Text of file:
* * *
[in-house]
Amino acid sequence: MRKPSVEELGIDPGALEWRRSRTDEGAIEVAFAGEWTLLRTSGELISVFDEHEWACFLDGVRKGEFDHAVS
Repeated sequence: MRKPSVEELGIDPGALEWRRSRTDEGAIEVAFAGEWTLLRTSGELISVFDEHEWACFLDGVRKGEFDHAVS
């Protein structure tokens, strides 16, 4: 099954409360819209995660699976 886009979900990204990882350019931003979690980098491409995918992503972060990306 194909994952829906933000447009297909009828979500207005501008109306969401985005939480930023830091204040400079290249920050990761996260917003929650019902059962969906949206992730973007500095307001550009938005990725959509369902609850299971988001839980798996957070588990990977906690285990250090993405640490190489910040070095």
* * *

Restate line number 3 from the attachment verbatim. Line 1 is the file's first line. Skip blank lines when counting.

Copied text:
Repeated sequence: MRKPSVEELGIDPGALEWRRSRTDEGAIEVAFAGEWTLLRTSGELISVFDEHEWACFLDGVRKGEFDHAVS